DOD data center consolidation driving virtual storage market
- By George Leopold
- Sep 11, 2013
As data centers are consolidated as a way to save money and improve network access, vendors that provide much of the plumbing for cloud computing and big data projects are emphasizing that plain vanilla storage technologies are growing in importance.
As requirements grow exponentially, “where it gets a little cloudy is managing the storage” and accessing all that data on virtual and other networks in the cloud, said Mike Tanner, president and CEO of Hitachi Data Systems Federal Corp. (HDS Federal) in Reston, Va. The new, wholly-owned federal subsidiary was established in April 2013 by Hitachi Data Systems Corp., a subsidiary of Hitachi Ltd., and is promoting an array of storage virtualization and cloud approaches to speed initiatives like data center consolidation.
Tanner said in an interview that storage virtualization approaches are one way to “take all that [stored data] and put it in one pool.”
HDS Federal claims its approach, the Virtual Storage Platform, communicates with servers and other devices to speed the migration of legacy data over to larger storage platforms in a matter of “weeks”. Tanner said the fourth generation of the system along with other software management tools boost performance and improve utilization of storage capacity by as much as 50 percent.
Lately, the federal vendor has been promoting a new approach called “Hitachi Content Platform Anywhere” that is intended to provide secure access to cloud storage from any device.
With much of the federal government and the military moving to cloud computing and virtual networks, storage vendors like Hitachi’s new federal unit are bullish about the market. Tanner said massive storage demand both here and abroad are propelling the market. Meanwhile, storage costs are dropping and data storage vendors like Hitachi Federal, NetApp and EMC Corp. are focusing on new approaches to maximize storage capacity and deliver “actionable” data.
Now, they must convince customers such as the Defense Information Systems Agency, service CIOs and their contractors that these emerging virtual storage architectures are secure and that they can help deliver data faster to those who need it when it’s needed.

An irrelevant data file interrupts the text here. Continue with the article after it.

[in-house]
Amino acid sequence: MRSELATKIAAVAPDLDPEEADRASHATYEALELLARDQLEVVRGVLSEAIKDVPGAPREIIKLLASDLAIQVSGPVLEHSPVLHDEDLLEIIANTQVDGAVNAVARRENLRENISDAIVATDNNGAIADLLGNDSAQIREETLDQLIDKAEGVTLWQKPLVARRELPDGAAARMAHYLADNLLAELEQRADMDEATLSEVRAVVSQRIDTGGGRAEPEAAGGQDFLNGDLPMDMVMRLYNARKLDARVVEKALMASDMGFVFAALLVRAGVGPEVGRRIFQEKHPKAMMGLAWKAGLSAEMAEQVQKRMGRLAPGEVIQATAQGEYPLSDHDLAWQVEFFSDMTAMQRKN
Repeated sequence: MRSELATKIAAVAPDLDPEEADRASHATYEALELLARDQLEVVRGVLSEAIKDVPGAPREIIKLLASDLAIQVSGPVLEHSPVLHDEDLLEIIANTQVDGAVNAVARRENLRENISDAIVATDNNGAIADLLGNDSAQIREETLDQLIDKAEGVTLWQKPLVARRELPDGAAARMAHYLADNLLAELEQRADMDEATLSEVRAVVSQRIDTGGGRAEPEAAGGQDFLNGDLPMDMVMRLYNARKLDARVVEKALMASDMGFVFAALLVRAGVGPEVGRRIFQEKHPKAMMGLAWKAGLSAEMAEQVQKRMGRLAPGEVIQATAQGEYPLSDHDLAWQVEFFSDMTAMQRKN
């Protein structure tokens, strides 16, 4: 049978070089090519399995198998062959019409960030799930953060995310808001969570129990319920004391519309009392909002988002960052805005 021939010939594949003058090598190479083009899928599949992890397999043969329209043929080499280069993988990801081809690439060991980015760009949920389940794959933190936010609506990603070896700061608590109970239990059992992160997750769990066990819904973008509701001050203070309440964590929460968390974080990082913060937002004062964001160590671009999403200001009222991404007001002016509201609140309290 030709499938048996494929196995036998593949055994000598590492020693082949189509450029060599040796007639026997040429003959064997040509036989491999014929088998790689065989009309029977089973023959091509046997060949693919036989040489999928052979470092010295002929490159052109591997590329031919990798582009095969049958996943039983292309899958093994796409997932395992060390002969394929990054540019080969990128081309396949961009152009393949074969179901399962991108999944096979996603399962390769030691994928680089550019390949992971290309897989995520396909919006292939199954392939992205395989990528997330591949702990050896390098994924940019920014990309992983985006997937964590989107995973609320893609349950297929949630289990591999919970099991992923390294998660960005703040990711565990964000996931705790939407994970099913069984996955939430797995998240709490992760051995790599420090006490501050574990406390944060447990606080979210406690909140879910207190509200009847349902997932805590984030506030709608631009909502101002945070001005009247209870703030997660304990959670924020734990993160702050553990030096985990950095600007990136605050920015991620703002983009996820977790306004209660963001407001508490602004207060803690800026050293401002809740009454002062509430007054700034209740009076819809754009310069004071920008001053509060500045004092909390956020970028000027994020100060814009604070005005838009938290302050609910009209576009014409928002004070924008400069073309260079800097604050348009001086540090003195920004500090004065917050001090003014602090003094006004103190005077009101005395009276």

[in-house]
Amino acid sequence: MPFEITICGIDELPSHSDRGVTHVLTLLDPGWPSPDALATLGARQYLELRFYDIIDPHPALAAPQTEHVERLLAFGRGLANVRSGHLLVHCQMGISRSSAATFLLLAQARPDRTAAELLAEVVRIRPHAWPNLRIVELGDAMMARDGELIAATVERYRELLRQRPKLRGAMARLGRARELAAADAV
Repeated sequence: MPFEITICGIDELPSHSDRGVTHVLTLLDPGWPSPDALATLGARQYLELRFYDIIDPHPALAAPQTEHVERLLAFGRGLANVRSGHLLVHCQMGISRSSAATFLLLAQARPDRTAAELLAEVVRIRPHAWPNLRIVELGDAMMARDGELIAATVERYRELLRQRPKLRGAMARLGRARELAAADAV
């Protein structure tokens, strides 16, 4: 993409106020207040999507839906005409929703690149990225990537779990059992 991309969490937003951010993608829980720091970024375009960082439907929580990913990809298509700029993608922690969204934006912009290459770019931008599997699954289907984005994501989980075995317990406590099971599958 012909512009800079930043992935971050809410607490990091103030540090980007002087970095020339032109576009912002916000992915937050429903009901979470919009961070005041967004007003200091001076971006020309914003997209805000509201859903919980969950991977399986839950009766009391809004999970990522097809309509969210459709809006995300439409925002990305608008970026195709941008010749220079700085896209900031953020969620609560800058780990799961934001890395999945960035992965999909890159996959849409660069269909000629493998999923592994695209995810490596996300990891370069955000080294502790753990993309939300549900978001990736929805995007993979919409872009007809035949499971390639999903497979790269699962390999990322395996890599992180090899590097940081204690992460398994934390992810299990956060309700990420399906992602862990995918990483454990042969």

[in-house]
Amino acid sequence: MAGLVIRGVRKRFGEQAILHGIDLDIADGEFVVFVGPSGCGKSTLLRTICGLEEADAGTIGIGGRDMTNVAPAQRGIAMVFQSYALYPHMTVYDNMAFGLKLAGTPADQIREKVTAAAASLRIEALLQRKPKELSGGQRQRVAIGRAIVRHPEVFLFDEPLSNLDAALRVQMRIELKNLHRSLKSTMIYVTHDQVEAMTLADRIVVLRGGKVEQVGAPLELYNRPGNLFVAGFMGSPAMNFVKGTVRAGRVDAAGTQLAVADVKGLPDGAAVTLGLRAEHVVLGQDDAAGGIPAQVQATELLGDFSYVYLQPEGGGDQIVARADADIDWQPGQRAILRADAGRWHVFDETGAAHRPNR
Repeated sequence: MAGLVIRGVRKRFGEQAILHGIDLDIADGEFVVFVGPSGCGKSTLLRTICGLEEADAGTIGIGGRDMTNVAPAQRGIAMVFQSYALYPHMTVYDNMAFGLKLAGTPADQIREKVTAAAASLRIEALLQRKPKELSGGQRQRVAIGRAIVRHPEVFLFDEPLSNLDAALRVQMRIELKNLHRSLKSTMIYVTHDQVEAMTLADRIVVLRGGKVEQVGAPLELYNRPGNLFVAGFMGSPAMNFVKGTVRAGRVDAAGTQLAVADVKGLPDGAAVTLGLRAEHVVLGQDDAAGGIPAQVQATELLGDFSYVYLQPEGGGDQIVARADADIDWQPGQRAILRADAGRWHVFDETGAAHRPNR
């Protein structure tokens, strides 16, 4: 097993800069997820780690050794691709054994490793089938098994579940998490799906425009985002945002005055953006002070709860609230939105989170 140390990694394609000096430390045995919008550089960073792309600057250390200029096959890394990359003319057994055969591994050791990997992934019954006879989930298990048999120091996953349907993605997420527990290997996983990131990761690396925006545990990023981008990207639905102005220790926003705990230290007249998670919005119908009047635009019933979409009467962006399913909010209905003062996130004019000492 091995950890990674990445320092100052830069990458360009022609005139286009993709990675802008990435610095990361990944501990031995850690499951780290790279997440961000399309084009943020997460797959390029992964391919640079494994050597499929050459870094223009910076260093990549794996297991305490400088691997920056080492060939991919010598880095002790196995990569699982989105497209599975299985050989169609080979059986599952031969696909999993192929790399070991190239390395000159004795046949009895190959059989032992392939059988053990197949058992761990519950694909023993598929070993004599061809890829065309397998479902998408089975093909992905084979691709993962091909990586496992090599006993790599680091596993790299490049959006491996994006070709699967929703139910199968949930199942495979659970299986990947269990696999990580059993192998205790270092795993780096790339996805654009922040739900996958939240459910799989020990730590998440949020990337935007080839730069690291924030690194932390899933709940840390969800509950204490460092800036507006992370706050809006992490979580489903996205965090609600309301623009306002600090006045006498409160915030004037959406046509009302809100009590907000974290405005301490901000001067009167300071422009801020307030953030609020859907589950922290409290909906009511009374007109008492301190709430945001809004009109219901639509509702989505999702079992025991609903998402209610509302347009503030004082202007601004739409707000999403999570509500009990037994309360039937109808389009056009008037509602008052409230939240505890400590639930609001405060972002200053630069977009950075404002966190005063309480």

HDS Federal's partner, Vion Corp., won a five-year, $700 million contract award in 2007 from DISA to supply cloud-based storage along with virtual machine, database web hosting services. In July 2013, DISA quietly postponed the $427 million Enterprise Storage Service deal and plans to re-compete the contract as ESS II sometime after the new fiscal year begins on Oct. 1, 2013.
Tanner declined to discuss the pending contract award.
According to a 2012 study by GovWin Consulting, the U.S. military remains the largest federal segment of the electronic data storage market. Among the services, the Army accounted for more than one-quarter of the entire federal market, the study found.
Among vendors, NetApp ranked first in fiscal 2011 with more than 41.2 percent of the federal market followed by EMC, Hewlett-Packard, HDS Federal and Dell.
“The mandate for cloud computing and federal data center consolidation will result in more spending going through systems integrators, VARs and cloud providers – decreasing direct purchases by the government,” the GovWin study concluded. “Increased use of UAVs in the intelligence community as well as potential integration of UAVs into the national airspace for uses such as agriculture monitoring and state and local law enforcement will require significant investments in electronic data storage.”
Or as one industry executive put it, government agencies “now realize that data is everything.”
George Leopold is a contributing editor for Defense Systems. Connect with him on Twitter: @gleopold1.